de Quero, Christina | Surviving Mesothelioma

de Quero, Christina

Rhio O’Connor’s story of how he deterred his prognosis by six years I find truly inspiring. The medical specialists had only given him one year to live.

These kinds of true stories warm my heart, Rhio’s especially since I had an aunt who went through a similar fight against a different form of cancer.

While Rhio suffered from mesothelioma, my aunt was diagnosed with uterine cancer. Uterine cancer affects the uterus with cancerous cells and causes infection of the intestines and bladder. Mesothelioma on the other hand is a disease that causes fluid to build up in the lungs mostly after exposure to asbestos, which causes mutated cancer cells and eventually malignant mesothelioma. I would be especially interested in researching the detailed biology of the disease since there are not concrete findings on how exactly asbestos causes mesothelioma and what exactly happens on the molecular level. Being a science major it is my first interest to find out how exactly living organism function and change. If diagnosed with mesothelioma, I would consider surgery such as pleurectomy for reduction of symptoms even though it is a very invasive and dangerous surgery aimed at removing the tumor. However, in order to make a crucial decision like this I would want to be as informed as possible.

Even though diagnosed with different cancers, my aunt and Rhio dealt with it in a similar way in doing extensive research about their illness. My aunt had most of her tumor surgically removed, followed by chemotherapy. She suffered greatly from it and decided to stop against the doctor’s recommendations. When she went home she bought a laptop and started intensively researching her illness. During her research she found the best solution for herself, which has its roots in anthroposophy. She read about homeopathic medicine, which offers a natural approach to health and does not use chemicals to treat an organic problem. She also found a successful homeopathic cancer deterrent made from the mistletoe plant which she used therapeutically. Because her mother had battled successfully with breast cancer 10 years using a homeopathic medicine called “Iscador”, she felt even more confident and comfortable with the homeopathic medicine. Alongside that, she conscientiously watched her diet, meditated, rested often, avoided stress and used a form of therapy called curative eurhythmy, which also has its roots in anthroposophic medicine. She wanted to fight for her life and try out everything she could to prolong her life even just one more day.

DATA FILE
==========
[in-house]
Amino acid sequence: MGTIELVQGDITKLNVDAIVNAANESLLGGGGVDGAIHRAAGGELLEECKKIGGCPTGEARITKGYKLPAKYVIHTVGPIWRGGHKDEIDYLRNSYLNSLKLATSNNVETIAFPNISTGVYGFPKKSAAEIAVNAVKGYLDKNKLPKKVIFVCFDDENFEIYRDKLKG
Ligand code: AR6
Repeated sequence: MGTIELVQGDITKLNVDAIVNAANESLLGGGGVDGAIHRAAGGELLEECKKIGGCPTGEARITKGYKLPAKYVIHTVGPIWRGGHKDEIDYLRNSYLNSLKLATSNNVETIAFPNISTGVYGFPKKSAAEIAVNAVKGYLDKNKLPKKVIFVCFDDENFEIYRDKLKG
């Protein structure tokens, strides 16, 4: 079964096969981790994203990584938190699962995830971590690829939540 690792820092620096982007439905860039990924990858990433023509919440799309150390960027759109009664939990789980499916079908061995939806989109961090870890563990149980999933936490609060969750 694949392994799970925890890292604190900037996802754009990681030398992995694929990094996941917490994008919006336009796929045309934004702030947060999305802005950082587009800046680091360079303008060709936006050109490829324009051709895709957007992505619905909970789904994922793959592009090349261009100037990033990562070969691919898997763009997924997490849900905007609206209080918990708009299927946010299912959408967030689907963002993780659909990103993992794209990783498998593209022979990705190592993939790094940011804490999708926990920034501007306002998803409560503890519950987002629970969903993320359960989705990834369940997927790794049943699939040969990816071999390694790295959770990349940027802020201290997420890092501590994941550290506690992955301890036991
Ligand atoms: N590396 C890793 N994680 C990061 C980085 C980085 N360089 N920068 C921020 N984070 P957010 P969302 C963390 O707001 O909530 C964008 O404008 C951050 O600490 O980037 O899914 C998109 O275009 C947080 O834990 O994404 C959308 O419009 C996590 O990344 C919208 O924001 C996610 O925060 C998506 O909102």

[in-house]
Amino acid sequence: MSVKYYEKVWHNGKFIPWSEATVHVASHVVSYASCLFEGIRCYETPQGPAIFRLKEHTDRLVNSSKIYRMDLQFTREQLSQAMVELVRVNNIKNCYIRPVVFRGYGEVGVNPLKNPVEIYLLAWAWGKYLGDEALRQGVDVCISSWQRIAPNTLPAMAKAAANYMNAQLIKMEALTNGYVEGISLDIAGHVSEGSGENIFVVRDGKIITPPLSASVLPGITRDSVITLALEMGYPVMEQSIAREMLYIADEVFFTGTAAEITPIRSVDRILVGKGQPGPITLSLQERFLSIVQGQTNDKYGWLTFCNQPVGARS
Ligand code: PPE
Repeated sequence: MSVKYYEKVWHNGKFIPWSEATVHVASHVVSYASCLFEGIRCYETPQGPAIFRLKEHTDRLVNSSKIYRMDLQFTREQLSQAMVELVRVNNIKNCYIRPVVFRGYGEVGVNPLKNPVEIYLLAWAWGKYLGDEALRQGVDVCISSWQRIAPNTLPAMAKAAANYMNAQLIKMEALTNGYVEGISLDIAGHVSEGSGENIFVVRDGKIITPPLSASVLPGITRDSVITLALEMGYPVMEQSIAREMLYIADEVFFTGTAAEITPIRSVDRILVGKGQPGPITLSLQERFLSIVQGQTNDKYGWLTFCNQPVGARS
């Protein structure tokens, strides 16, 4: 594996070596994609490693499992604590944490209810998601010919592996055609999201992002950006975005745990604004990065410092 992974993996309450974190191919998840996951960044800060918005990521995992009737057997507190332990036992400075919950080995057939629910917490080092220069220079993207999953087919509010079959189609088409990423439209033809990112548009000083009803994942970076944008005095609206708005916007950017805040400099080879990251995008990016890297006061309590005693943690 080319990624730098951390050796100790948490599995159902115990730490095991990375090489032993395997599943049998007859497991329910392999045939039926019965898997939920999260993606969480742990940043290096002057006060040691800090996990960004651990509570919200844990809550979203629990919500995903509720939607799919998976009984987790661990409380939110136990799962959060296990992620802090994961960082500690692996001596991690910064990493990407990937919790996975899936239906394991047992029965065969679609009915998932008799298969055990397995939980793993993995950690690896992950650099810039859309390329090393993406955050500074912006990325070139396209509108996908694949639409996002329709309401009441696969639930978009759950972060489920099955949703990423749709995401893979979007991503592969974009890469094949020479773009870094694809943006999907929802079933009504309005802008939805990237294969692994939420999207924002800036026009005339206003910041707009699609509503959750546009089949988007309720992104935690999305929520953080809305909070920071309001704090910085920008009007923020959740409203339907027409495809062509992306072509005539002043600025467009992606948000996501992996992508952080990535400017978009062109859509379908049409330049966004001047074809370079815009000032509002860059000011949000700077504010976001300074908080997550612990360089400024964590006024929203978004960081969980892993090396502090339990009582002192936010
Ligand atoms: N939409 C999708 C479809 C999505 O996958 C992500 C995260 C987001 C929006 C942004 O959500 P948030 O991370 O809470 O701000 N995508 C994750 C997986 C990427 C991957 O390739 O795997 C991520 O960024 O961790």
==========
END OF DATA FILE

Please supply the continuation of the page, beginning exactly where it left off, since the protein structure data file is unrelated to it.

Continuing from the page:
Just as my aunt and Rhio, if faced with such a dreadful diagnosis of an incurable cancer and the prognosis of only a year left to live, I would research the cancer deeply to be able to make an informed, sensible decision. I would try and find as much information about the cancer, its cause, its symptoms, its history, its treatment options and its current research in the field. I would reach out and try talking to as many physicians as possible, see if there are specialists in the field, cancer support groups and speak to other patients, research the subject both online and in the library, but most important of all I would definitely try to find an alternative to chemotherapy and radiation. This is because they are so harmful and dangerous however successful in cancer therapy they might be for some people and some forms of cancer. The fact that my aunt refused this kind of therapy and got worse only after finally being talked into it broke my heart. Being raised in an anthroposophic family with homeopathic medicine, finding or using a chemical solution to a physical problem will always be my last resort. So when my aunt refused this kind of chemical therapy and got worse only after finally being talked into it, it broke my heart. What I experienced through my aunt’s fight against cancer makes me strongly believe that one has to be informed and aware of all the options and different opinions and findings when facing decisions such as cancer treatment options.

Even though cancer is a terrible and devastating disease that requires a physical fight when your body is already weakened, I have experienced my aunt being as positive and beaming as ever throughout her struggle. I believe she only held up so long because of the fact that she believed in what she was doing, that she went after what she found to be the best solution for her. That her decision gave her the strength and confidence to smile and still be optimistic when doctors constantly told her the opposite. Rhio’s story in a similar way makes my heart beat faster, by sending the beautiful message of how when we have trust in our self, stay optimistic and sensible, have a source of support and acquire knowledge, we can do anything we want.

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